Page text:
Entity risk – be prepared for understanding issuer exposure intra-day

14 October 2010

By Mark Basch,
Senior Business Analyst,
Reference Data Product Development,
Interactive Data

The turbulence in the global financial markets over the last 18 months has heightened awareness about the risk management practices of financial institutions around the world. Firms are focusing on many types of risk, including liquidity, market and operational risk, in addition to traditional portfolio metrics. But of the myriad risks faced by firms, one of the most basic has proved to be one of the most challenging – identifying exposure to a given entity.

On the surface, identifying risks related to your exposure to a given entity would seem to be a fairly straightforward process. But this risk goes far beyond direct investments in the securities of a company - it can include credit default swaps on the entity, trades where the entity is a counterparty, or potential lost revenue if the company was a client and it were to go out of business. In addition, you need to account for dealings with affiliates of the entity.

The significant impact of failing to understand a firm’s exposure to an entity received added attention during the credit crisis of late 2008 when firms struggled to identify their exposure to Bear Stearns and Lehman Brothers. Through discussions with different financial institutions, we became aware that it took some firms more than six weeks to identify all their exposure to Bear Stearns and/or Lehman, which made it challenging to make effective business decisions without knowing just how much of the firm’s capital was at risk.

Unfortunately, knowing that you have a problem understanding your exposure does not immediately enable you to solve it. And with a substantial amount of entity information being proprietary to a specific firm, how can a risk management professional implement an automated, repeatable process that cuts back on manual efforts and errors?

To get started, a risk management professional can identify those components of entity exposure that can be subject to an automated process. The security exposure component has one key characteristic that makes it an excellent target for automation.

This characteristic is the use of standard identifiers, such as CUSIP® and SEDOL®, for the vast majority of equity and debt securities. These standard identifiers allow for the creation of a pre-defined map that links the security to its issuer.

Imagine you are asked to identify your exposure to Bank of America with respect to a portfolio of financial securities that looks like Fig1 (see above).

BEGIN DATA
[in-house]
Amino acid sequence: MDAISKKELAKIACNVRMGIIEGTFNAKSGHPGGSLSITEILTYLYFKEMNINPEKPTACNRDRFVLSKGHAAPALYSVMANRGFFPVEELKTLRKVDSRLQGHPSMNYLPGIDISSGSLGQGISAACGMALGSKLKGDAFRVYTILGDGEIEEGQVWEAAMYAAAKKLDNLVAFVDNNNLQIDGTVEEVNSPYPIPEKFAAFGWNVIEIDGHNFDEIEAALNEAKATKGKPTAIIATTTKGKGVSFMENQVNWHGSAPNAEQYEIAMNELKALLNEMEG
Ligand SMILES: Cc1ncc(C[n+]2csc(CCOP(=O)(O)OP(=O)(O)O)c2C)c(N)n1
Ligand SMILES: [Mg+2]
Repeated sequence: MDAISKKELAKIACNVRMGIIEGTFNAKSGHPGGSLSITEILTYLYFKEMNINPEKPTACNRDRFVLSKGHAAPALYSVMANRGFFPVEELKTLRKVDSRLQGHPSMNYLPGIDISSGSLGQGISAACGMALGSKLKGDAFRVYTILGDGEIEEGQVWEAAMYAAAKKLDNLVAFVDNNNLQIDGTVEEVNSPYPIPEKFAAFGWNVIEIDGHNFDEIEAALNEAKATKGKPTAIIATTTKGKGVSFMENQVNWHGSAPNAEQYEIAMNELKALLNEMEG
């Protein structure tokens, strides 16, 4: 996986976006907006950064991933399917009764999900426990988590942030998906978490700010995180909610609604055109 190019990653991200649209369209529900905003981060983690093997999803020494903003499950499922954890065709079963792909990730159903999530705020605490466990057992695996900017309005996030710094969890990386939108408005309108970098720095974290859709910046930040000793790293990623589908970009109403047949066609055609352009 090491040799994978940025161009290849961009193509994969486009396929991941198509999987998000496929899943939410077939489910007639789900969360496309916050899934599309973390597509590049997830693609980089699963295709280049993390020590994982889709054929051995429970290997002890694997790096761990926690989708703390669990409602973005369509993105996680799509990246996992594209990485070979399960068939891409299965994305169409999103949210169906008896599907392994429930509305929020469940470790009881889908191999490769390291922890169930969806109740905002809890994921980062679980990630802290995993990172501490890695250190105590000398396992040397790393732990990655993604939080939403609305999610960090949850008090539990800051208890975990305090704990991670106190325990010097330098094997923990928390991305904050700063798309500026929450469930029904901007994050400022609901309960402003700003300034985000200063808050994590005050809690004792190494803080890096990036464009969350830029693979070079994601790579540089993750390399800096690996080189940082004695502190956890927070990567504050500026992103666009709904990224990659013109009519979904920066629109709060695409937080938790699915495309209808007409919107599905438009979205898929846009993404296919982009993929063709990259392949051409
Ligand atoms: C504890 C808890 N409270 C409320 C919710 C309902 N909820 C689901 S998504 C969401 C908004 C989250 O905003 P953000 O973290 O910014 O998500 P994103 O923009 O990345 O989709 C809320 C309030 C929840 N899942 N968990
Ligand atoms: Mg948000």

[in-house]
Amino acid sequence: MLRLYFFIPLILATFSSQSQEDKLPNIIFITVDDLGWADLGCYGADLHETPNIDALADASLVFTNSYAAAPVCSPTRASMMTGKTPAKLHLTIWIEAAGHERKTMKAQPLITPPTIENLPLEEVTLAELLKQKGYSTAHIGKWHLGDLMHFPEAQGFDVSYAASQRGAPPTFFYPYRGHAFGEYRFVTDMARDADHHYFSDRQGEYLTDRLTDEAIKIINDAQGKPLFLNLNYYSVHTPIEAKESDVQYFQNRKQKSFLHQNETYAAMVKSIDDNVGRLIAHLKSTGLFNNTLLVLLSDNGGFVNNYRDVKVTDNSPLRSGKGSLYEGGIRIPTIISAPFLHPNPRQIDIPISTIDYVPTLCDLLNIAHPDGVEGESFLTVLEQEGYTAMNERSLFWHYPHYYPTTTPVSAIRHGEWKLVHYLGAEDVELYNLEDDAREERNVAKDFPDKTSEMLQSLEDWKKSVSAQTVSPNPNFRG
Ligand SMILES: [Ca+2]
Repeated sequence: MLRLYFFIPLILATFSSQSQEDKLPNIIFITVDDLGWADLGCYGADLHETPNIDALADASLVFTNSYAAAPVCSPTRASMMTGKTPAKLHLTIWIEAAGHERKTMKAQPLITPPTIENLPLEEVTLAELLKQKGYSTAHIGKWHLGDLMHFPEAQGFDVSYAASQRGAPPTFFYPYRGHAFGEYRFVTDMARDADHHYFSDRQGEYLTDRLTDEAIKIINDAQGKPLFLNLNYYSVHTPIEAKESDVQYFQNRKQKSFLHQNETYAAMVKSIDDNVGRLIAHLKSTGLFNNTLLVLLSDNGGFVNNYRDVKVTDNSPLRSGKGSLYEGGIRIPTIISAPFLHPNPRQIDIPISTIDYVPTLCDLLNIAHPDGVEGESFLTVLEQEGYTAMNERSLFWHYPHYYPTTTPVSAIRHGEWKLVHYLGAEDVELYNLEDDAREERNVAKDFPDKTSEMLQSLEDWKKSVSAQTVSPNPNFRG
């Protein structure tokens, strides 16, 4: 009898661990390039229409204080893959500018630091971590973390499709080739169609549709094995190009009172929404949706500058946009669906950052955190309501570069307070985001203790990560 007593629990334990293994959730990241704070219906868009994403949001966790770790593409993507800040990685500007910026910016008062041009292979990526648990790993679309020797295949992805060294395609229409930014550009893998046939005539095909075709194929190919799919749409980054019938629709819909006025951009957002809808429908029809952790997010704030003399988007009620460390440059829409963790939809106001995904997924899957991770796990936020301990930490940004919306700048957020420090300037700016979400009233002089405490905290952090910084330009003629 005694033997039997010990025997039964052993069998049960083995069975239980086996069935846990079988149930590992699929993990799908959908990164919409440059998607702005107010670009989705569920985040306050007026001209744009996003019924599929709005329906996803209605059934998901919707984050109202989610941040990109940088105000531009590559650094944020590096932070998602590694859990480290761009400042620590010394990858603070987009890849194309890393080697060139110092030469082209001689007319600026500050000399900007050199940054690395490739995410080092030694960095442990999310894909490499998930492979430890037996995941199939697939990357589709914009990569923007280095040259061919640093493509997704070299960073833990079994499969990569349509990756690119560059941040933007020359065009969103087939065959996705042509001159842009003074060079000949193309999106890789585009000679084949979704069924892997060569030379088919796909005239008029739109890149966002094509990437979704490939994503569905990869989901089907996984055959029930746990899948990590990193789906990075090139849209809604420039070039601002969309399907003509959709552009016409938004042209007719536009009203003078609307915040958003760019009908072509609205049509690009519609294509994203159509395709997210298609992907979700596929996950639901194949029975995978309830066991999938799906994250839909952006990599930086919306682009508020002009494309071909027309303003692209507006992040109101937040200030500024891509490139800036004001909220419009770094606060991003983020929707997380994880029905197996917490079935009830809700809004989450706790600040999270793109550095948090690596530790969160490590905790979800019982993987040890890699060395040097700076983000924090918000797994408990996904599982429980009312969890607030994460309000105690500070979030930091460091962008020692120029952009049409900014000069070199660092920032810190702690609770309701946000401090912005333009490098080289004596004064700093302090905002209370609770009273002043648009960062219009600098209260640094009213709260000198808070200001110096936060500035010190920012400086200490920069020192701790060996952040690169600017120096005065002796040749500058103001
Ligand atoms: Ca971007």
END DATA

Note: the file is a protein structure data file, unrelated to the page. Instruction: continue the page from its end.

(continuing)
A quick look at these names reveals some that are immediately recognizable as Bank of America obligations. You also may recognize entities that were recently purchased by Bank of America, such as Countrywide Home Loans and Merrill Lynch. However, due to the myriad of mergers, acquisitions and name changes that have occurred over the last decade or longer, many of the original issuer names may no longer bear any resemblance to the current obligor.

Without business entity data, you would be forced to research each one of these names on a case-by-case basis to find out what happened to the issuing company. This is a manual and time-consuming process that needs to be done every time you add a new security to your portfolio. With a solution such as Interactive Data’s Business Entity Service, this process can be automated. In order to effectively identify your exposure, you need to understand the current ultimate parent of each issuer. Using business entity data, you can access the D-U-N-S® identifier and name of the ultimate parent.

Business entity data can help you classify the Bank of America obligations so exposure to the securities in the portfolio can be easily identified and calculated.

This example helps demonstrate the value of Interactive Data’s Business Entity Service. By identifying the ultimate parent we were able to identify and calculate the exposure to a given entity for a sample portfolio. While we used a small portfolio in this example, the same process would apply no matter the size. A service such as this allows for the automation of a manual process, greatly reducing the time involved. Given the increasing complexity of the financial markets, the demands on risk managers’ time will only grow. With tools like the Business Entity Service, more resources can be dedicated to other aspects of risk analysis that are less suited for automation, such as analyzing counterparty or client exposure.

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